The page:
If you never saw The Asexuality Blog running, it’s heartbreaking to say TAB is gone. Has been for a bit now. It broke my heart when she vanished, and so when people came to me on their own, like “Hey the 8th?” I thought if anyone is in charge of this thing TAB and I did, it’s me. I’m the only one left. To make an overly dramatic metaphor it was like our baby was now abandoned and I decided to take care of it the way I knew how. By returning to the heart and origin of the Ace Day. It was heartfelt, and a historical touch point of aces of 5 years ago to aces now.
Things went pretty off the rails shortly after again. Because there’s a history of undermining the community works of tumblr aces. Things are willfully misrepresented, out right ignored, or deliberately underminded. Worse to me is when aces do it to each other.
For an aged example, it happened when AVEN broke a 4 month radio silence earlier in 2015 to roughly say “Eh ignore those other aces, you can share our A.” A statement that did nothing since days later, GLADD released an apology to the asexual, aromantic, and agender community and followed through with remembering a-spec inclusion that reshaped media representation for years. Point being? Similar is happening again.
I felt as if Tumblr aces were being sold out for hypothetical future allosexual acceptance of us, when Ace Day was always meant to be by us and for us. I think that’s why it trended on Tumblr in 2015, and trended on Twitter in 2020. It never needed media attraction. Was never about allosexuals doing something that day. It was about self love, and love of the whole asexual spectrum.
If you really want a deep dive, you can view the blog’s history on Ace Day here: fuckyeahasexual.tumblr.com/tagged/aceday or use the archive feature and sort by date here: fuckyeahasexual.tumblr.com/archive.
Yeah, those are both tumblr links. And I will never apologize for that. Because “tumblr aces” were the ones who had articles written about how they were piecing together historically lost ace history, the ones who made GLADD show up big time, had Big 5 books published staring the very same “tumblr aces.”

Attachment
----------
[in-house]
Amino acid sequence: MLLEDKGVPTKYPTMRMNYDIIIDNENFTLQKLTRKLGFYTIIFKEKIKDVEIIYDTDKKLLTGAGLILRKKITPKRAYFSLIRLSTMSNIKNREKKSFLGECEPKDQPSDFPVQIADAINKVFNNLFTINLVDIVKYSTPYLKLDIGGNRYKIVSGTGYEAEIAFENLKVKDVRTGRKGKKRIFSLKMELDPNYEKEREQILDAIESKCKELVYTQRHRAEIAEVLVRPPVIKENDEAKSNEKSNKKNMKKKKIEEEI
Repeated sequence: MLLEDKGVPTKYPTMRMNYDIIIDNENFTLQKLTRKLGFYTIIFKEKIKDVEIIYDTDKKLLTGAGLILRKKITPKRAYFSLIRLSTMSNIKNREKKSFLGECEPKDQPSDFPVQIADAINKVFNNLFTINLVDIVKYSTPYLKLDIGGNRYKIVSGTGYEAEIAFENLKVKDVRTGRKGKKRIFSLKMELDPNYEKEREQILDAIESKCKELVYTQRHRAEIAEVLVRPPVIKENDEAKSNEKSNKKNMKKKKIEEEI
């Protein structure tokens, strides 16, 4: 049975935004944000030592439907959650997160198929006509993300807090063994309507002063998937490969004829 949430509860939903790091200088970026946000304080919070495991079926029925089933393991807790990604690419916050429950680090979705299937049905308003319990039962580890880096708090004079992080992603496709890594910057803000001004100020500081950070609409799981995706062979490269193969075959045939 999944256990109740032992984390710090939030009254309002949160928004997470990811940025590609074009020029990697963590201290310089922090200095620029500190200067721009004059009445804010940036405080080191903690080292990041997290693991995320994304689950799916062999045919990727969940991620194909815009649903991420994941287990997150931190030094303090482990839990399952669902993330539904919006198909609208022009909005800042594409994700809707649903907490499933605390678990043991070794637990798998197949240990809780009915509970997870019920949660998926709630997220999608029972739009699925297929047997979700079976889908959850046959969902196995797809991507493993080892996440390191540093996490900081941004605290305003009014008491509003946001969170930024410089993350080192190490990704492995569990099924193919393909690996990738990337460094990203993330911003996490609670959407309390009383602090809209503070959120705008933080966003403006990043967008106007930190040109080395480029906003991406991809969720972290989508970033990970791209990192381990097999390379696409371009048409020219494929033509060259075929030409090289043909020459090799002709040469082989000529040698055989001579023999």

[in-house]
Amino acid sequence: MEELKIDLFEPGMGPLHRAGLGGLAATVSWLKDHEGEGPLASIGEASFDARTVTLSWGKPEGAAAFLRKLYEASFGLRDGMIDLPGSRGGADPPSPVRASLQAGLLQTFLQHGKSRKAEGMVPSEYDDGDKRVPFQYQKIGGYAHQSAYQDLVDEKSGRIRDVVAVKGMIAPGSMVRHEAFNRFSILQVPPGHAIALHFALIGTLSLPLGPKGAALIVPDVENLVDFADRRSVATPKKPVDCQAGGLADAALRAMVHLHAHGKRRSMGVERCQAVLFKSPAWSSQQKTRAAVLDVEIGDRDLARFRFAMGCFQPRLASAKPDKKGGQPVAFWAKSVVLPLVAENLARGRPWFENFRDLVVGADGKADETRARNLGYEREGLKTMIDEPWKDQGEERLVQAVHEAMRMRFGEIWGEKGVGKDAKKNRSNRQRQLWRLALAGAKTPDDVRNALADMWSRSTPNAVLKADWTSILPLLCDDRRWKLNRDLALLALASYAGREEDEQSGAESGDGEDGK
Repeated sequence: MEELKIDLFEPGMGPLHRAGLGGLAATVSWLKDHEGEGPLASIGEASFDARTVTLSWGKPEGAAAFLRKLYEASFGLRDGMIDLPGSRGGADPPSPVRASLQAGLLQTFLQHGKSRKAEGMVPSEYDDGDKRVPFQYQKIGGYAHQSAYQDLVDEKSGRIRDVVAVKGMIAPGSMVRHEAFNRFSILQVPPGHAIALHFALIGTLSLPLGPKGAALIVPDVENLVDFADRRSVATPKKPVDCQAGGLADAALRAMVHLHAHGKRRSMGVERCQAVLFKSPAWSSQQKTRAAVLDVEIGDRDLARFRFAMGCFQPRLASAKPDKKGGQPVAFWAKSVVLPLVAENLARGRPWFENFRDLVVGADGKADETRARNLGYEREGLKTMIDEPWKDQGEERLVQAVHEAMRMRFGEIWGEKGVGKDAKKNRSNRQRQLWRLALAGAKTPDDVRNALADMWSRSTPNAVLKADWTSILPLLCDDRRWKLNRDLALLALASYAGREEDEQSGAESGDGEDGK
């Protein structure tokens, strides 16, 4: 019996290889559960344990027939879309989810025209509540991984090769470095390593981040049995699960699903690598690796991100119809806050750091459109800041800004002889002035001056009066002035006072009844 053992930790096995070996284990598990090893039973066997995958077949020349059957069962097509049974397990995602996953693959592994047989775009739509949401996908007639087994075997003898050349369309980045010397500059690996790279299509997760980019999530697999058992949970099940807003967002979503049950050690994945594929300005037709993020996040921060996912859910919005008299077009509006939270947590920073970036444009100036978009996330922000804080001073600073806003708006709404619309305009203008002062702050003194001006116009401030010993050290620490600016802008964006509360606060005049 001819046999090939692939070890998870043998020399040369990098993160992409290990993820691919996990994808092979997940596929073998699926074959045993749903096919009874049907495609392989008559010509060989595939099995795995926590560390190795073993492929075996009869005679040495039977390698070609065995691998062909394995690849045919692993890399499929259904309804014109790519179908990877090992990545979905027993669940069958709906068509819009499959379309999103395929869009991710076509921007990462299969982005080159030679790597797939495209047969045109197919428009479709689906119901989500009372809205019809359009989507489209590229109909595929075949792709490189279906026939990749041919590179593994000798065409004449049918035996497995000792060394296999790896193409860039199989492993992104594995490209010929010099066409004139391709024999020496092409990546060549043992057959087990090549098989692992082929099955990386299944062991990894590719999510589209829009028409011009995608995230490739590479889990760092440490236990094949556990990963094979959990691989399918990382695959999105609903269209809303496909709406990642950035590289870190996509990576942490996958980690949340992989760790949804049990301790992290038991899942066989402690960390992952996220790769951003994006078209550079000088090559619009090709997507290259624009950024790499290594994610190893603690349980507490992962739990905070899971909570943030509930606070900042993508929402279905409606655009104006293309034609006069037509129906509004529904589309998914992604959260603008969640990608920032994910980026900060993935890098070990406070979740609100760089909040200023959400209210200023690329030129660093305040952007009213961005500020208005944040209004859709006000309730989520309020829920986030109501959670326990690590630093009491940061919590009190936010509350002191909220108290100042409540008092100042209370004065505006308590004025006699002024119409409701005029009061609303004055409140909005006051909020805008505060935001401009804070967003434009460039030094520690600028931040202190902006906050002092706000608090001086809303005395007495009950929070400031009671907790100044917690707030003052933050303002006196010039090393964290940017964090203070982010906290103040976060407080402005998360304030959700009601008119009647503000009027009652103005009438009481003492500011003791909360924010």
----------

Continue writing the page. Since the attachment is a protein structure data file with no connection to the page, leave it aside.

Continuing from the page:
Activists there get belittled at every turn. Making fun and shunning people from tumblr as a whole has always been about attacking the ones most vulnerable in a fight about respectability politics. It’s targets are largely the trans community and really anyone who breaks a binary.
I think a lot these days about a line from a TAB Ace Day Post in 2015. It read: “We can all be infinitely visible” and got choked up when I first saw it again 5 years later. Nearly just another line, another post, that would have been lost to history forever if not for tumblr’s reblog style of blogging. The days after this years Ace Day was a floodlight on of how easy history is forgotten if no one looks in places that are new to them. How eagerly context is stripped away to replace it with whatever someone else wants.
I often think about all of the other activists that said it was too hard, unsafe, financially, or just emotionally unfeasible to continue. So they become quiet. There are wonderfully clever and effective aces who are activists that refuse to touch the community because of subtweeting nature of things. I want the community to be safer, I want it to love itself.
On the blog three of us are disabled and the amount of “Oh, do you need help to get more attention?” ever since we’ve spoken more about being disabled blew my mind. I’ve always leaned towards online activism (another dismissed and mocked tactic) because it’s more sustainable for me, and encouraged people to do the same for them.
Ace Day wasn’t ever about seeking allo attention like it’s going to bring our One True and Only source of liberation. It’s goal was to help teach yourself and be an example for aces around you now how to grow your own self love and celebrate the differences in even the seemingly the same so aces may have a stronger future.

🌹 Reviews: Waking Up The Sun

Waking Up The Sun front loads a protagonist who has anxiety and has already learned ways to cope with it. It mentions magic almost right away too, but my favorite part of that is that a potion is considered magic instead of just having a spell go “cure” him. It’s a great bit of world building I wish more things had. Having a lead character who has to consider their racing thoughts and find medicine because that’s part of their basic needs is so a plot point, instead of a casual one off line. That’s amazing to see.

Around the 20% mark you see the consideration of being lost in the woods and having to wash your clothes. These are such small things that most writers just ignore because they think it will ruin— whatever. But these are the exact things that makes Waking Up The Sun real and something that feels new.